Cardinals are king, but St. Louis athletics have rich history in five professional sports
In the professional sports world, St. Louis may be best known for predominantly being a baseball city. But one would be mistaken to assume that the city’s fans historically have cheered for just America’s pastime. From basketball and hockey to soccer and football, the Gateway to the West has offered five sports, all of which dominated the professional scenes at one point.
Diehard NBA fans in St. Louis may want to travel back in time between the mid-’40s and mid-’70s, when Mound City hosted three professional basketball teams—the St. Louis Bombers (1946-50), the St. Louis Hawks (1955-68) and the Spirits of St. Louis (1974-76). While the Bombers and Spirits struggled to establish themselves as competitive franchises, the Hawks created a memorable 13 seasons led by Hall of Famer and two-time NBA MVP Bob Pettit, who was drafted two years before the franchise moved to St. Louis from Milwaukee. Missing the playoffs only once, they remained contenders in the Western Conference throughout their tenure in St. Louis as they advanced to the NBA finals four times, all of which were against the legendary Bill Russell-led Boston Celtics. St. Louis celebrated the franchise’s one and only championship against the Celtics in ’58.
Despite the Hawks posting a franchise-best 56-26 record in the ’67-’68 season, owner Ben Kerner lost interest in the team and sold it to Georgia real estate developer Thomas Cousins and former Georgia governor Carl Sanders. While basketball fans hoped the ABA’s Spirits would bring some excitement back to the city, owners Ozzie and Daniel Silna weren’t interested in having the team merge with the NBA, leading to the team’s dismantling in 1976. Since then, St. Louis has remained basketball-less.
The Hawks’ last season in St. Louis also became the year that St. Louisans had another sport to root for: hockey. The St. Louis Blues, one of six teams added to the NHL in its 1967 expansion, quickly gained supporters with their quick success, appearing in the finals in their first three seasons. While the Blues have failed to reach the finals since, St. Louis has made the playoffs 37 times with 25 consecutive appearances from 1979-2004. With greats including Joe Mullen and Brett Hull to Al MacInnis and Keith Tkachuk, the Blues have enjoyed, for the most part, seasons of success, and despite a rebuilding process from 2005-10 characterized by sub-par records, the Blues have rebounded in the last two seasons with consecutive playoff appearances and have remained a huge piece of the city’s sports scene.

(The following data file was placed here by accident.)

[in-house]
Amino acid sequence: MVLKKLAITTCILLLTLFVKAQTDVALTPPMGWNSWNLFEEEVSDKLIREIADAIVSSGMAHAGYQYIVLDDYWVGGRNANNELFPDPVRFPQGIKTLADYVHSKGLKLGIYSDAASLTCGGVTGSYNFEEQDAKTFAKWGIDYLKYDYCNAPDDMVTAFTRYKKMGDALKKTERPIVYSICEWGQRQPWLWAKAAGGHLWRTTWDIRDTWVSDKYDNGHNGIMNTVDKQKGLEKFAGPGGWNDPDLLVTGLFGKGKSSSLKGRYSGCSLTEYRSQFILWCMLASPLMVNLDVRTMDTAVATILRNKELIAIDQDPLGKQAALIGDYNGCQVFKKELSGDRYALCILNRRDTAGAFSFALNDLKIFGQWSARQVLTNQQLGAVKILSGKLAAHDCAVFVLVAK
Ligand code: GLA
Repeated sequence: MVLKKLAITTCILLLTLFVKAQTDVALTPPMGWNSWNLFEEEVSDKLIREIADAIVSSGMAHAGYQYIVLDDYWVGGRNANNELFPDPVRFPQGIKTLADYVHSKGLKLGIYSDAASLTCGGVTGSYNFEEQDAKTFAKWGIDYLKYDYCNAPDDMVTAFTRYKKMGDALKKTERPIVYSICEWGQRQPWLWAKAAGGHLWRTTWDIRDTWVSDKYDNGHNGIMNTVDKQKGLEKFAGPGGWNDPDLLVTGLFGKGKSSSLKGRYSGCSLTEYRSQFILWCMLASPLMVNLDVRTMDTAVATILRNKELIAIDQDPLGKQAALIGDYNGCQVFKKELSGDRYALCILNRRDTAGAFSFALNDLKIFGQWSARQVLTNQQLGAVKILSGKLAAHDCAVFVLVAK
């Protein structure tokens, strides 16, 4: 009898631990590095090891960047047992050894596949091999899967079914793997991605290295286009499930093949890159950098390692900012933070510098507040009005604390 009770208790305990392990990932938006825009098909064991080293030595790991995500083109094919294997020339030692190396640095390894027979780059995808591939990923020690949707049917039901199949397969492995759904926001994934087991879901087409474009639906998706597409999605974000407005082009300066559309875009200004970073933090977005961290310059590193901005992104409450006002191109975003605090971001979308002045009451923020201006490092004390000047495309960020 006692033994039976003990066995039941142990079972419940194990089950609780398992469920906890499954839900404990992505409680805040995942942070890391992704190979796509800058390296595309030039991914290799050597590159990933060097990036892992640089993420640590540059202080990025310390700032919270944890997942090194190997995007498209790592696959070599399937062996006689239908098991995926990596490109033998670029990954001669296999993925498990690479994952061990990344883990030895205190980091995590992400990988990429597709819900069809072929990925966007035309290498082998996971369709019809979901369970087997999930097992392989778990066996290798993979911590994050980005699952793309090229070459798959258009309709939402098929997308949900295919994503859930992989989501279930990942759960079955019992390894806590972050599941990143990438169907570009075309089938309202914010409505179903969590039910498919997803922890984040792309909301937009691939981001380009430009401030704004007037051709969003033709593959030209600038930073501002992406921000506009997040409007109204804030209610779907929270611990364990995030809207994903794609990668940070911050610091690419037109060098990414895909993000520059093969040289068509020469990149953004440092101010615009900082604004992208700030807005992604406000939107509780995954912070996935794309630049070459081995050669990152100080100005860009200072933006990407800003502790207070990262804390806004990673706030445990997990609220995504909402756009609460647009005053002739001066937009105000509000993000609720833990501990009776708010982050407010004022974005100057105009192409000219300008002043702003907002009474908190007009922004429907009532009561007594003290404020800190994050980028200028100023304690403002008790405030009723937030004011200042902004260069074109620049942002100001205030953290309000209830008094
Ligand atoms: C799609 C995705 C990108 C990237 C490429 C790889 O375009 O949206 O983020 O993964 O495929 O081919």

In the same year that hockey entered the professional sports scene, the St. Louis Stars arrived as the city’s first professional soccer team, part of the North American Soccer League. Recruiting players from the St. Louis area, the team started with a strong fan base, leading the NASL in attendance. While the Stars were mediocre in their decade in St. Louis, the team managed to reach the championship game in 1972, which it lost 2-1, and the Stars won the Central Division in 1975 before moving to Anaheim and being renamed the California Surf in 1977. Most recently, professional women’s soccer became part of St. Louis when the Athletica were established in 2008. Part of the Women’s Professional Soccer league, the Athletica finished their first season in second place, but a lack of financial support led to the franchise’s dismantling in 2010.
Football finally made it to St. Louis in 1995 when the Rams left Los Angeles after several disappointing seasons. It may be true that the Rams have been a disappointment as of late, but any sports fan in St. Louis will remember the years of the “Greatest Show on Turf” from ’99 to ’04, when quarterback Kurt Warner, wide receiver Isaac Bruce and Hall of Fame running back Marshall Faulk dominated the field offensively and hoisted the Rams’ first and only Vince Lombardi Trophy following the ’99 season. The Rams broke various offensive records, including the NFL record for points scored over the course of three seasons (’99-’01). Football has remained a strong presence among the fans in St. Louis ever since then, even though the Rams are still in search of their first playoff appearance since 2004.
There’s no arguing that the heart of the Gateway to the West will always run on its most ancient franchise, the St. Louis Cardinals. Since first being established as the Brown Stockings in 1882, baseball has been the most consistent sport in terms of fan base, production and success. Home to a number of famous players and managers, from Stan Musial, Bob Gibson and Albert Pujols to Tony La Russa and Joe Torre, the Cardinals have embodied greatness and respectability, with their 11 championships second all-time behind only the New York Yankees’ 27. Anyone who witnessed downtown St. Louis after the World Series in 2011 could feel that greatness and pride of the franchise as the city, overwhelmed with excitement, basked under the attention of the nation.